Honors continue for film festival hit and book on how a radio station defined politics, counterculture and rock and roll.
May 20, 2022 [Boston, MA] — Film festival sensation "WBCN and The American Revolution" and the companion book with 300 images and untold stories from the late-60s are awards recipients.
The film, which just aired on PBS stations nationally, received two Silver Medals from the New York Festivals TV and Film Awards, including for Best Feature and Best Social Justice Documentary. And the companion book, published by MIT Press and distributed by Penguin/Random House, won a Silver Medal in the Best Regional Non-Fiction from the Independent Publisher Book Awards."
The film and book will also be featured by PBS affiliate WGBH-TV Channel 2 in Boston for its spring Pledge Drive, with the film airing five times in early June and the book available to donors.
“I’m thrilled that both the film and book, and their stories of how media was used to create important social change are again being honored” said producer and author Peabody Award-winner Bill Lichtenstein. The film previously won "Best Documentary" at the 2019 DC Independent Film Festival.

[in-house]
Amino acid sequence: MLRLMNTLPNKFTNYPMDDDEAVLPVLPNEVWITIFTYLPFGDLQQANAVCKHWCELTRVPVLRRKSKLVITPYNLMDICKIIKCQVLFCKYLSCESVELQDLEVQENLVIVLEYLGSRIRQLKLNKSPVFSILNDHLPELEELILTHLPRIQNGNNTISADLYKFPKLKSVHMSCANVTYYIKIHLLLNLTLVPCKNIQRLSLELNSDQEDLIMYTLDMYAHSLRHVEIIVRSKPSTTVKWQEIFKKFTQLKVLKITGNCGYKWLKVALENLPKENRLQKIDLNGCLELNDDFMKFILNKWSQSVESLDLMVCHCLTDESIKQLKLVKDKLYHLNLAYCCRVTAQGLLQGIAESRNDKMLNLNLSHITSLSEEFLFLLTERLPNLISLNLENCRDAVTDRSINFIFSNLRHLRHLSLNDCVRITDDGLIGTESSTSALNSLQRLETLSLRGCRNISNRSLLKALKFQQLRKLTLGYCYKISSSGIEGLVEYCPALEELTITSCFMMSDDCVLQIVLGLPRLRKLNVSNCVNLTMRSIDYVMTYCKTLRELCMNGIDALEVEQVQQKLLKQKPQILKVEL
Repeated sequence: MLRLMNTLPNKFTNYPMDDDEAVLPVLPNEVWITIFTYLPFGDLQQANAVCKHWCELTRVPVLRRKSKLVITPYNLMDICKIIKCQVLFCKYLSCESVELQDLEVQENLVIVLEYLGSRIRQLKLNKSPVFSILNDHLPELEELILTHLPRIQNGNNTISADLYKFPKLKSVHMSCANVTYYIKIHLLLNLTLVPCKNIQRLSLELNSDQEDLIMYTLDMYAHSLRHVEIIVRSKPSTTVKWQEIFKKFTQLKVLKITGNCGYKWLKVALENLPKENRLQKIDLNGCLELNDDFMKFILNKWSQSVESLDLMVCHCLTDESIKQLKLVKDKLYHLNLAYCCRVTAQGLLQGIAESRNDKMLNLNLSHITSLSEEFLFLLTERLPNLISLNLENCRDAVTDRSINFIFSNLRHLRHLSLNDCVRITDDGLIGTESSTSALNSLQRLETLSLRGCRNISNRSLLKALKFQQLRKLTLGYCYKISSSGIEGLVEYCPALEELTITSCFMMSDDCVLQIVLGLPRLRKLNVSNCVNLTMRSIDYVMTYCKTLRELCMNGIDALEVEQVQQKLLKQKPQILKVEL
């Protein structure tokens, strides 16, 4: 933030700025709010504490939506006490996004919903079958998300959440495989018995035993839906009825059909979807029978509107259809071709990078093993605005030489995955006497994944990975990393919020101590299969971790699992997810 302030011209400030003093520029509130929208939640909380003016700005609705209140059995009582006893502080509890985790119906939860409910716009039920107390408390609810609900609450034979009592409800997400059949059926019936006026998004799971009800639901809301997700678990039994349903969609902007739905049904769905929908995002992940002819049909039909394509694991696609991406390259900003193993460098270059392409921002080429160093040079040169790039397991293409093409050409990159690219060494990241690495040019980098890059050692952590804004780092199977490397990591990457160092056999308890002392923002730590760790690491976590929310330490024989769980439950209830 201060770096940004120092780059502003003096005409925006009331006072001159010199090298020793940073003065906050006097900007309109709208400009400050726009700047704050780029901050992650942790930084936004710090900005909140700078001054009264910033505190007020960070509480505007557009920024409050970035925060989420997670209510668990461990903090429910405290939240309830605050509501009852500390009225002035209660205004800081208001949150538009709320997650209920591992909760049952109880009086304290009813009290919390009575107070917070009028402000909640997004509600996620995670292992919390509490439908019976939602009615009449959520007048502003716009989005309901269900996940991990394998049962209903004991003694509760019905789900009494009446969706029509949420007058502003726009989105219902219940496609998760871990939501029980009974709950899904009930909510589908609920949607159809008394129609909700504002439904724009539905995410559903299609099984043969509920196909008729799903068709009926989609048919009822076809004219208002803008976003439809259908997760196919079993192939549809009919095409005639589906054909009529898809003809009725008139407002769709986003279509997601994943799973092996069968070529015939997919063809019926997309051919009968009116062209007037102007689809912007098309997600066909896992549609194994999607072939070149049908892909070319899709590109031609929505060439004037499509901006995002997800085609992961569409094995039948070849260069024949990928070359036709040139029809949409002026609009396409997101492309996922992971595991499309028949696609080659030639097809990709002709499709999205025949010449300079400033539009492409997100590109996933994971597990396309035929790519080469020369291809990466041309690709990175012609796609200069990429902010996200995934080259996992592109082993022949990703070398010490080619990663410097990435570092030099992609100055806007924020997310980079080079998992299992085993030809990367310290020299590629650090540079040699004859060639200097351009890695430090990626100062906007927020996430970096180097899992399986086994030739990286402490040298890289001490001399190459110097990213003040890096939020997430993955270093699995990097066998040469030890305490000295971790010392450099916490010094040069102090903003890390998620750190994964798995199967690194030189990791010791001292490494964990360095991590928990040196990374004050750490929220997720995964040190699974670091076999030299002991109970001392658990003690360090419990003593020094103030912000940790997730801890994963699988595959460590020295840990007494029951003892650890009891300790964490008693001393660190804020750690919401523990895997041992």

A high-energy feature-length documentary, “WBCN and The American Revolution” follows a dynamic cast of characters as their lives connect and intersect through the explosive rock ‘n roll counterculture, passionate anti-war movement, and burgeoning civil rights, women’s rights, and gay rights movements.
The dramatic and compelling stories in “WBCN and The American Revolution” are interwoven with the original sights and sounds of the critical events of the late 1960s and early 1970s, including never before exhibited film shot by Andy Warhol and cinema vérité pioneer Ricky Leacock.
The film includes fresh first-person accounts from the station’s staff, as well as Noam Chomsky, Jane Fonda, David Bowie, Jerry Garcia, Abbie Hoffman, Lou Reed, Bruce Springsteen in his first radio interview, and Patti Smith, performing with her band in her first live radio broadcast.
Lichtenstein will be discussing the book at the Boston Public Library on May 26. He began working as a volunteer on the WBCN Listener Line at age 14 in 1970, and later as a newscaster and announcer with his own program. His last film, West 47th Street, won the Special Jury Award at the 2001 Atlanta Film Festival; Audience Award at the DC Independent Film Festival; and Honorable Mention at the 2002 Woodstock Film Festival. It aired on PBS’s P.O.V. and was called “must see” by Newsweek and “remarkable” by the Washington Post.